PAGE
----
Gordon downhill mountain biker Reece Wilson moves up world standings after eighth-place finish in Switzerland

There was no time to dwell on what might have been in the previous week’s world championships as the world’s best downhill mountain bike racers, including Gordon’s Reece Wilson, once again hopped over the Alps, this time to Lenzerheide in Switzerland.

Monday, 6th September 2021, 4:20 pm
Updated Monday, 6th September 2021, 8:29 pm
Reece Wilson in action in Switzerland (Photo courtesy of Reece Wilson)

Round four saw the last European event before the final double-header to come in the USA in mid-September.

Factory Trek rider Wilson, 25, had lost his world champion’s rainbow jersey the week before but gained confidence in the dusty, dry conditions that had been his Achilles heel this year.

Smarting from their collective failure to take the jersey the previous weekend in Italy were a strong French contingent outdone by South Africa’s Greg Minnaar.

The Lenzerheide track is known as short, steep, fast and intense and this year it had some monster jumps added to spice it up further.

The weather had remained relatively dry and warm with only a brief shower on race morning to keep the dust down but the grass slippy for the unwary.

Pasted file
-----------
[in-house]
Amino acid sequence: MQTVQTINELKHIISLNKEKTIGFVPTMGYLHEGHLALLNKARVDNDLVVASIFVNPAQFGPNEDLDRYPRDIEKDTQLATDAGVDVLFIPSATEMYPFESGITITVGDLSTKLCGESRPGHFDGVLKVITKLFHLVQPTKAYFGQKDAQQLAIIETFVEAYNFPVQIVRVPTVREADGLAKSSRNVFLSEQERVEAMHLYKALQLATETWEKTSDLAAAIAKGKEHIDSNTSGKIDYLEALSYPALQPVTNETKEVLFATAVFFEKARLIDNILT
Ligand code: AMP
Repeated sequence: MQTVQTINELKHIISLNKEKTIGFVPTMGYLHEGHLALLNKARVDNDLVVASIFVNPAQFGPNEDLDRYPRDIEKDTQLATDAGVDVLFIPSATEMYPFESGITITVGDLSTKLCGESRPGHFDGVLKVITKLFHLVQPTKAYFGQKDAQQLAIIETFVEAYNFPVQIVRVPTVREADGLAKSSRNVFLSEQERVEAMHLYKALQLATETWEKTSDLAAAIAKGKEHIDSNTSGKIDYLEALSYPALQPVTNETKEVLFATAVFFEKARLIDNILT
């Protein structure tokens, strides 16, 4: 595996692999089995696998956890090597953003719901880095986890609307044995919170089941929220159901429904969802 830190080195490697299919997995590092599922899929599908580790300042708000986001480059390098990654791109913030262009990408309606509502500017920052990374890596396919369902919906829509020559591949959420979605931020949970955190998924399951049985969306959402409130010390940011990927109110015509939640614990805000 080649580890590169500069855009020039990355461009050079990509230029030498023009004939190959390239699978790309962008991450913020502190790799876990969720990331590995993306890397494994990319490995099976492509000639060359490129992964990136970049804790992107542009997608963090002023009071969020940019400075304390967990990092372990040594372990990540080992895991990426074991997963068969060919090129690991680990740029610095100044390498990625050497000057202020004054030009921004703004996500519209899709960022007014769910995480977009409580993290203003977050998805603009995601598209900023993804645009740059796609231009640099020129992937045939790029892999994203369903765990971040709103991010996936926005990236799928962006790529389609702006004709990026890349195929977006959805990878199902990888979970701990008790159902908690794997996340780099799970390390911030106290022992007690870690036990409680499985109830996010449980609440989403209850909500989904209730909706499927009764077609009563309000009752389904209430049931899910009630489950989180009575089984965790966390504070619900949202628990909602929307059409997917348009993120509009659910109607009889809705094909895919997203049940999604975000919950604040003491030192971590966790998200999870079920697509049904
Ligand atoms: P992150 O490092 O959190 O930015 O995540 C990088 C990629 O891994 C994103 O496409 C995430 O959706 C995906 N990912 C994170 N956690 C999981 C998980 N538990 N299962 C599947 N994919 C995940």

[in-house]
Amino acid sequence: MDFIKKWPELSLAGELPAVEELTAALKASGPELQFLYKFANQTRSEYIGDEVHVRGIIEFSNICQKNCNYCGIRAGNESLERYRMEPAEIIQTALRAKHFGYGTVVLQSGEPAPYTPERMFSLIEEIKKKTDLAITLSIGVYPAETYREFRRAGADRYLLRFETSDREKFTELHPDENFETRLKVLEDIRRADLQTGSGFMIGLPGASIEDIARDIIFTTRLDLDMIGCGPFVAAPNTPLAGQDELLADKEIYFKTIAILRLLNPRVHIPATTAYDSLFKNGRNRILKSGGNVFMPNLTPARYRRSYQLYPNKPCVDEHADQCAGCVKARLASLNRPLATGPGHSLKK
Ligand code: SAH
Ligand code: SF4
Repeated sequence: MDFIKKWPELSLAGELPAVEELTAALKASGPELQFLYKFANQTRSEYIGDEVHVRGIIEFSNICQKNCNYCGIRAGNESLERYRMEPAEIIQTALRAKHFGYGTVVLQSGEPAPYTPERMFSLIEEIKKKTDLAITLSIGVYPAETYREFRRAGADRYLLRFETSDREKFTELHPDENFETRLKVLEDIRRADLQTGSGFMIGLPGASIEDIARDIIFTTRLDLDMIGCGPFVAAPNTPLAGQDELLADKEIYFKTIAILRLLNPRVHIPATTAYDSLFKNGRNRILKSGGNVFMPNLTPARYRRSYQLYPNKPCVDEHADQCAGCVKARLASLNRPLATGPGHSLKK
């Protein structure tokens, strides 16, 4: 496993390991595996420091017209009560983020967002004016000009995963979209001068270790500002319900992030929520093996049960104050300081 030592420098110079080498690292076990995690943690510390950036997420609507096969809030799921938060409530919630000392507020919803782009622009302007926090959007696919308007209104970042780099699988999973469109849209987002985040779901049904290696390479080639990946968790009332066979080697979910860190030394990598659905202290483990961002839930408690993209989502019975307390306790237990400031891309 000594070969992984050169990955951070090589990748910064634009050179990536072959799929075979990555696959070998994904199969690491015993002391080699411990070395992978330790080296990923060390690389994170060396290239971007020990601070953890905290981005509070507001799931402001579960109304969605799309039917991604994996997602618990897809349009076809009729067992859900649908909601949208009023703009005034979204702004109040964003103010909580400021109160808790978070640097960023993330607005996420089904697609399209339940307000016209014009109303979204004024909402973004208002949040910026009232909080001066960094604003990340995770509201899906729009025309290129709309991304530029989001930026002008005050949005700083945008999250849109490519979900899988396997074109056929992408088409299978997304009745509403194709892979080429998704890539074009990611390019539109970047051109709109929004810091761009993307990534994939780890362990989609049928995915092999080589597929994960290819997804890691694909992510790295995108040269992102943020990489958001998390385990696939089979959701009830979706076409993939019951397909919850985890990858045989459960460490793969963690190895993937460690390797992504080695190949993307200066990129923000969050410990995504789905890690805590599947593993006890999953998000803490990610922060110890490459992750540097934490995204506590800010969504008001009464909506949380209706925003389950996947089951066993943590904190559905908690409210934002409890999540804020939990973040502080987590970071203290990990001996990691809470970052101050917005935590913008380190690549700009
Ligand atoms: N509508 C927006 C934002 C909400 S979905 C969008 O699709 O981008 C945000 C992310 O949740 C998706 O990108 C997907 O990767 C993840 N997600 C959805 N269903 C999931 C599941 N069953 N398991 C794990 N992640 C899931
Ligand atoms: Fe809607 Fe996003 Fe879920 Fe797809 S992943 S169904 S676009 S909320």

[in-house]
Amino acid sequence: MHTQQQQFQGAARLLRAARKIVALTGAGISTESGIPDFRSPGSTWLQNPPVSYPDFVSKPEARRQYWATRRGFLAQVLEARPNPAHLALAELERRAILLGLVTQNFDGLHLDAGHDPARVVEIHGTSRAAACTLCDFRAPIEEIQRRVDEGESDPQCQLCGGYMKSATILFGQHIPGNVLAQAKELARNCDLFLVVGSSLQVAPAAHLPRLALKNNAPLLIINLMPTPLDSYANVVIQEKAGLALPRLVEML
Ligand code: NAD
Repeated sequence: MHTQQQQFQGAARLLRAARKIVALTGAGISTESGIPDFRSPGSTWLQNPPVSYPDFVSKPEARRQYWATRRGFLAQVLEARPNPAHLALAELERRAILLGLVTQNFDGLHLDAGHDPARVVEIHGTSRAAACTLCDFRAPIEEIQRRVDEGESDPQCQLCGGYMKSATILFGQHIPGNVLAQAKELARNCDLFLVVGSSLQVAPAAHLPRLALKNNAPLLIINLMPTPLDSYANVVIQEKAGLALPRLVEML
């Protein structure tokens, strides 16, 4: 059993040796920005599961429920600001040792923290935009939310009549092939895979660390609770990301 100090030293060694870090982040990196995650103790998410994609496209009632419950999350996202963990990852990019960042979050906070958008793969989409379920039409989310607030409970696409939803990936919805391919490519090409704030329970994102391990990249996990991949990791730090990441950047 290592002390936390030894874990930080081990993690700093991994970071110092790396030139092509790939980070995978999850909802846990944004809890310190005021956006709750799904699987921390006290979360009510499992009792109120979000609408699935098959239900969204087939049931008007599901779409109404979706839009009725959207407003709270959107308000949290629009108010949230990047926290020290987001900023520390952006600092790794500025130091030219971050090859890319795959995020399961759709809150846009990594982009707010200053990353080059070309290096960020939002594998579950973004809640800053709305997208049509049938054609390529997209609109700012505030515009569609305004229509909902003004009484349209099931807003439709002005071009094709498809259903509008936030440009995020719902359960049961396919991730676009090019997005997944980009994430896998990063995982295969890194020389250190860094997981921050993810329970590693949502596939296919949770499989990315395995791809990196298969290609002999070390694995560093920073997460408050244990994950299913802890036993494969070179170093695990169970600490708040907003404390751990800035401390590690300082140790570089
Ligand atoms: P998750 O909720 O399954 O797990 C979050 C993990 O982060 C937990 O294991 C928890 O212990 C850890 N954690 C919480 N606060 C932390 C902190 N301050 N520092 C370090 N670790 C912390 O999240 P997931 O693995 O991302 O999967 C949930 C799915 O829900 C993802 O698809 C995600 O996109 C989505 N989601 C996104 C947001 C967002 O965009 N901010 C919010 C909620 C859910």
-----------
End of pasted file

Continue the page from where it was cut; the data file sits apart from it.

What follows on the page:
Times were tight as the early starters descended, with the smallest mistakes carrying time losses and crashes and punctures a regular sight as riders tried to push to the limit.

As with the last two rounds, the final top 20 runners provided the big drama, with American Luca Shaw crashing heavily over rocks, thankfully uninjured, before his countryman Dakota Norton took the hotseat off the UK’s Matt Walker from P11.

Wilson, starting from P10 was faster at all the split times except the one that mattered at the bottom, just 0.3 seconds behind Norton.

Englishman Laurie Greenland, from P7, deposed the American but from then on no one got the hot-seat even remotely warm as fastest time after fastest time was posted, eventually leading to Wilson’s team-mate Loris Vergier holding his nerve to take the win by 0.1 of a second from Amaury Pierron.

France took the top four placings, but the UK took three of the next four, with Wilson finishing eighth overall, moving him up one place to ninth in the standings.

“It feels bittersweet as I made a few mistakes that cost me a place on the podium,” he said afterwards.

“It’s all about not making errors, so that’s the focus for the next rounds.”